2. Early release of information sets the pace and tone for resolution of a problem.

3. If you wait, the story will often leak anyway. If it does, you jeopardize trust and credibility.

Army PR Chain Teaching Program Talking Points

Individuals not specifically addressed within this definition may be included in our PR responsibilities at the direction of the Secretary of Defense (SECDEF). This expands Army PR responsibilities considerably as multinational partners, American civilians, and citizens from other nations in our operational areas now become potential recovery obligations for the Army.

Joint Publication 3-07.2 Antiterrorism

This publication has been prepared under the direction of the Chairman of the Joint Chiefs of Staff. It sets forth joint doctrine to govern the activities and performance of the Armed Forces of the United States in operations and provides the doctrinal basis for interagency coordination and for US military involvement in multinational operations. It provides military guidance for the exercise of authority by combatant commanders and other joint force commanders (JFCs) and prescribes joint doctrine for operations and training. It provides military guidance for use by the Armed Forces in preparing their appropriate plans.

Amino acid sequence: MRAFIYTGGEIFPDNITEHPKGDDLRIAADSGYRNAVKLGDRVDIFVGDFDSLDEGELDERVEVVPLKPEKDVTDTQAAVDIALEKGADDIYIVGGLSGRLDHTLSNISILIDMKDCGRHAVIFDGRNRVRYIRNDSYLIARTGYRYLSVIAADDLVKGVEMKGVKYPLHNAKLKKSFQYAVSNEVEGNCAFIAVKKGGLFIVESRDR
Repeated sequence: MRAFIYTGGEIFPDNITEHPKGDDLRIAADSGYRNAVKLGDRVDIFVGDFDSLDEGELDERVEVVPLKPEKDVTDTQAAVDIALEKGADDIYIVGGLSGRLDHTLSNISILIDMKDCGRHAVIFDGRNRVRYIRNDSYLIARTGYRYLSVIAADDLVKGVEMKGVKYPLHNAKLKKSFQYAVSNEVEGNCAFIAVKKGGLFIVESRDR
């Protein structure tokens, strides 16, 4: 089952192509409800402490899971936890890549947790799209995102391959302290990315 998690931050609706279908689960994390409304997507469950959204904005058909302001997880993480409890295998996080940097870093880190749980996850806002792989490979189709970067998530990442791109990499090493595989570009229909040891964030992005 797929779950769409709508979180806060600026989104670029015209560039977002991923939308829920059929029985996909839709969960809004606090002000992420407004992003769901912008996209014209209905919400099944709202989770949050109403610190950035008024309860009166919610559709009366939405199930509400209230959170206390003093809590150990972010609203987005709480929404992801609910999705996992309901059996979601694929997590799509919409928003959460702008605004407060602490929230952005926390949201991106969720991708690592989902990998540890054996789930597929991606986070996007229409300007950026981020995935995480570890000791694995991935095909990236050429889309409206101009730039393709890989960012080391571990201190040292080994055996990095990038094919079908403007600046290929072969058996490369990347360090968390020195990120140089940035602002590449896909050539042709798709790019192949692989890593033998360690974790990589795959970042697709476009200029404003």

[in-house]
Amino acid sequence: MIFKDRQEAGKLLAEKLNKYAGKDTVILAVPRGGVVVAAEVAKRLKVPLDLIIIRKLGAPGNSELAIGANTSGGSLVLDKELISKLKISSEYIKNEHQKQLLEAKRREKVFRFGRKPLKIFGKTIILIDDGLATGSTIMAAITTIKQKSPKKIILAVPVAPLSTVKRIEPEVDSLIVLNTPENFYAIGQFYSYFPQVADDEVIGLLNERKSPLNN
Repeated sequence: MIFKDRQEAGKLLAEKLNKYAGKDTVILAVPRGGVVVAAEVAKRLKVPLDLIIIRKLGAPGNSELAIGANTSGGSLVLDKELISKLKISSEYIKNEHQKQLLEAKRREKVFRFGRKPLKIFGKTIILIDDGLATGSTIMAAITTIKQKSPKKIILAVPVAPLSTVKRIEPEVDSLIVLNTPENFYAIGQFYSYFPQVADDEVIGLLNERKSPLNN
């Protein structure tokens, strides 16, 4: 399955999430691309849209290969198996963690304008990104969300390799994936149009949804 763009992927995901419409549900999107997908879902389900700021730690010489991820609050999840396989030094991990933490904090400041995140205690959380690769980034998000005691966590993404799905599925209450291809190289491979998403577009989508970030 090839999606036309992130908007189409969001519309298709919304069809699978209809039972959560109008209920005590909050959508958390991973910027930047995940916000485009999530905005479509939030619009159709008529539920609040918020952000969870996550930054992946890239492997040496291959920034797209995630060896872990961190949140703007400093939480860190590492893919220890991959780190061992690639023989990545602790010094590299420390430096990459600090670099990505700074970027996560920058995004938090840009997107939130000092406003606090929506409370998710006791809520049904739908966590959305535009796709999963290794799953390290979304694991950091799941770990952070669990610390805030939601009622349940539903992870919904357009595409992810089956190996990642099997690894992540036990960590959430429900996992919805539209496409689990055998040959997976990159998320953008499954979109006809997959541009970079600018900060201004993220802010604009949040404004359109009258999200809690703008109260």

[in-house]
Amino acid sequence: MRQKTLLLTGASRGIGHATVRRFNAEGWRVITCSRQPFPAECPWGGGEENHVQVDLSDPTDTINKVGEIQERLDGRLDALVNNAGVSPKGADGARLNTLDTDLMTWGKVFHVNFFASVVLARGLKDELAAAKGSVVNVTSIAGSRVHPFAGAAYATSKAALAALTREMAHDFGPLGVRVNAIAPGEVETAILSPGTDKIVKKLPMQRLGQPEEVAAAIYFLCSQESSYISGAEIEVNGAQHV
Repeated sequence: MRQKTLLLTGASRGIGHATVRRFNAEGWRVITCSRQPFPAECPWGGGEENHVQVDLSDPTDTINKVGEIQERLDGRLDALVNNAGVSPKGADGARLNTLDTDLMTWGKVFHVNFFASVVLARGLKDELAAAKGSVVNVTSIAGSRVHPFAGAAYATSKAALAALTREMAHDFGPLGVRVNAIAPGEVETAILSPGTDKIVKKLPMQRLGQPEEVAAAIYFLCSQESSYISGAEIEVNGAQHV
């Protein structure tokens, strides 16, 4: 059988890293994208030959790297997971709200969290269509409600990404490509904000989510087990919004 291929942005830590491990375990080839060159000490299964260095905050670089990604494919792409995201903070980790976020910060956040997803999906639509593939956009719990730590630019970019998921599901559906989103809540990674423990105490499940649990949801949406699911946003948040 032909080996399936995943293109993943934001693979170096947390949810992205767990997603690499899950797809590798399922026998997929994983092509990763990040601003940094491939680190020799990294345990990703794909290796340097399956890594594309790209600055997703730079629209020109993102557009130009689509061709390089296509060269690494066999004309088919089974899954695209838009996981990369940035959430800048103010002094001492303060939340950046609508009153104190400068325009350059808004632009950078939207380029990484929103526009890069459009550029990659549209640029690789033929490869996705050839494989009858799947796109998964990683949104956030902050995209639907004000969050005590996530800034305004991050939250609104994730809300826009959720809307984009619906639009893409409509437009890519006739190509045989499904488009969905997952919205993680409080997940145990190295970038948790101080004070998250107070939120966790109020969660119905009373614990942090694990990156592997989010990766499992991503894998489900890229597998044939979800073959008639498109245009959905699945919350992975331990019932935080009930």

How a Boy Becomes a Martyr: The Dangers of Web 2.0 Technology

The following report is a fictitious account of how a young person in America could become a suicide bomber for an Islamic extremist group. It is the fifth in a series of reports on Web 2.0 technology and future urban warfare. All references to people, groups, and products are intended for illustrative purposes only. As such, the authors do not suggest that any of the products or organizations listed condone or support extremist activities.

Camp Victory Server Consolidation for Advanced Leveraging of Equipment

Server Consolidation for Advanced Leveraging of Equipment (SCALE) evaluates VMware ESX Server 3.0.1 virtualization software for use at Camp Victory, Baghdad, Iraq. Global Cyberspace Integration Center (GCIC) personnel and Multi-National Corps – Iraq, C6 (MNC-I/C6) synchronized efforts to reduce information technology (IT) equipment, power, space, and heating, ventilation, & air conditioning (HVAC) demands while increasing system redundancy and scalability for Non-Secure Internet Protocol Router Network (NIPRNet), Secure Internet Protocol Router Network (SIPRNet), and Combined Enterprise Regional Information Exchange System (CENTRIXS) in direct support to 8,000 Coalition warfighters.